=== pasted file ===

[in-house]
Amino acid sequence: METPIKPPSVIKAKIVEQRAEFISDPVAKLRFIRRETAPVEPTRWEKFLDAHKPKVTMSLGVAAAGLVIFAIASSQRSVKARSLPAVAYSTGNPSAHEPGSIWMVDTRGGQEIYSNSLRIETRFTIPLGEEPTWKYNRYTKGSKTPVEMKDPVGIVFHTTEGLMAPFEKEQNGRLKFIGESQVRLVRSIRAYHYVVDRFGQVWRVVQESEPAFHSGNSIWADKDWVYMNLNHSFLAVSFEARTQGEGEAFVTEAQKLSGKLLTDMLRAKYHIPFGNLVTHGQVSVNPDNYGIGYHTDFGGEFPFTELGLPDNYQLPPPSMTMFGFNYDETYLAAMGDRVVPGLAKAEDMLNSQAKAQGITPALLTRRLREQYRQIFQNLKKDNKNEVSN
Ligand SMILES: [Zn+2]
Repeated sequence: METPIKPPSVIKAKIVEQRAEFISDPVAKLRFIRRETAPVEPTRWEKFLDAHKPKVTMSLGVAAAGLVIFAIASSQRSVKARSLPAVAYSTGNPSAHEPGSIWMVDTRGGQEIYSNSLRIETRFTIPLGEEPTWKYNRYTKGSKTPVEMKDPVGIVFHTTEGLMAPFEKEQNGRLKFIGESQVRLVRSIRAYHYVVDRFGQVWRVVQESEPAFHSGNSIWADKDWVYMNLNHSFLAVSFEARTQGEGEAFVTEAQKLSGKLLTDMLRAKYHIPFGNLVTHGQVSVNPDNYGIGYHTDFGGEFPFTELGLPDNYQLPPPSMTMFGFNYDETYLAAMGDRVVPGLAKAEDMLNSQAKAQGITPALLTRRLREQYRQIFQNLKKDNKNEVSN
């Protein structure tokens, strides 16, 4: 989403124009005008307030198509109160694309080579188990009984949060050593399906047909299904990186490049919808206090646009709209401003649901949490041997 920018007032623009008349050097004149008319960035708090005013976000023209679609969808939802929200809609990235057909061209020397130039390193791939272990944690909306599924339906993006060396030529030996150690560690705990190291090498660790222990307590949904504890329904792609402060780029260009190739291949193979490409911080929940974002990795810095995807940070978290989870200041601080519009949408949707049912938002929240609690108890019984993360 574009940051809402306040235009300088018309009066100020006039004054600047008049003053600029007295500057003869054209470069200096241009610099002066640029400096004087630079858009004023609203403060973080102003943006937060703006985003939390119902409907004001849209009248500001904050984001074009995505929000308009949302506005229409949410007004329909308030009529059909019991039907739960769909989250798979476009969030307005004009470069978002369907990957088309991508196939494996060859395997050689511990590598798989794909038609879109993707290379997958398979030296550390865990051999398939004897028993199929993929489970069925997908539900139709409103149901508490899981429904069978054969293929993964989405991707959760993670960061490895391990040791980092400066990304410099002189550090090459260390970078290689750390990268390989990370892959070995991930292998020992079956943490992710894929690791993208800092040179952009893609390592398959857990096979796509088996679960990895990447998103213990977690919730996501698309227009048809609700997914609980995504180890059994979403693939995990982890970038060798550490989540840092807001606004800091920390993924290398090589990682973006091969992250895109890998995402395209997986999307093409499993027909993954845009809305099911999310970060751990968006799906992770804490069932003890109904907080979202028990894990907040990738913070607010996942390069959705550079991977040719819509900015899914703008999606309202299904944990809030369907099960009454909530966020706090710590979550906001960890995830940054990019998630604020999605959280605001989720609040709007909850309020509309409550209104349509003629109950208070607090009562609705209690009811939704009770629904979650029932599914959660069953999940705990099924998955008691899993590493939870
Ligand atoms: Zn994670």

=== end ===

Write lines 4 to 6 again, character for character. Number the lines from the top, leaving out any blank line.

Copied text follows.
Repeated sequence: METPIKPPSVIKAKIVEQRAEFISDPVAKLRFIRRETAPVEPTRWEKFLDAHKPKVTMSLGVAAAGLVIFAIASSQRSVKARSLPAVAYSTGNPSAHEPGSIWMVDTRGGQEIYSNSLRIETRFTIPLGEEPTWKYNRYTKGSKTPVEMKDPVGIVFHTTEGLMAPFEKEQNGRLKFIGESQVRLVRSIRAYHYVVDRFGQVWRVVQESEPAFHSGNSIWADKDWVYMNLNHSFLAVSFEARTQGEGEAFVTEAQKLSGKLLTDMLRAKYHIPFGNLVTHGQVSVNPDNYGIGYHTDFGGEFPFTELGLPDNYQLPPPSMTMFGFNYDETYLAAMGDRVVPGLAKAEDMLNSQAKAQGITPALLTRRLREQYRQIFQNLKKDNKNEVSN
């Protein structure tokens, strides 16, 4: 989403124009005008307030198509109160694309080579188990009984949060050593399906047909299904990186490049919808206090646009709209401003649901949490041997 920018007032623009008349050097004149008319960035708090005013976000023209679609969808939802929200809609990235057909061209020397130039390193791939272990944690909306599924339906993006060396030529030996150690560690705990190291090498660790222990307590949904504890329904792609402060780029260009190739291949193979490409911080929940974002990795810095995807940070978290989870200041601080519009949408949707049912938002929240609690108890019984993360 574009940051809402306040235009300088018309009066100020006039004054600047008049003053600029007295500057003869054209470069200096241009610099002066640029400096004087630079858009004023609203403060973080102003943006937060703006985003939390119902409907004001849209009248500001904050984001074009995505929000308009949302506005229409949410007004329909308030009529059909019991039907739960769909989250798979476009969030307005004009470069978002369907990957088309991508196939494996060859395997050689511990590598798989794909038609879109993707290379997958398979030296550390865990051999398939004897028993199929993929489970069925997908539900139709409103149901508490899981429904069978054969293929993964989405991707959760993670960061490895391990040791980092400066990304410099002189550090090459260390970078290689750390990268390989990370892959070995991930292998020992079956943490992710894929690791993208800092040179952009893609390592398959857990096979796509088996679960990895990447998103213990977690919730996501698309227009048809609700997914609980995504180890059994979403693939995990982890970038060798550490989540840092807001606004800091920390993924290398090589990682973006091969992250895109890998995402395209997986999307093409499993027909993954845009809305099911999310970060751990968006799906992770804490069932003890109904907080979202028990894990907040990738913070607010996942390069959705550079991977040719819509900015899914703008999606309202299904944990809030369907099960009454909530966020706090710590979550906001960890995830940054990019998630604020999605959280605001989720609040709007909850309020509309409550209104349509003629109950208070607090009562609705209690009811939704009770629904979650029932599914959660069953999940705990099924998955008691899993590493939870
Ligand atoms: Zn994670």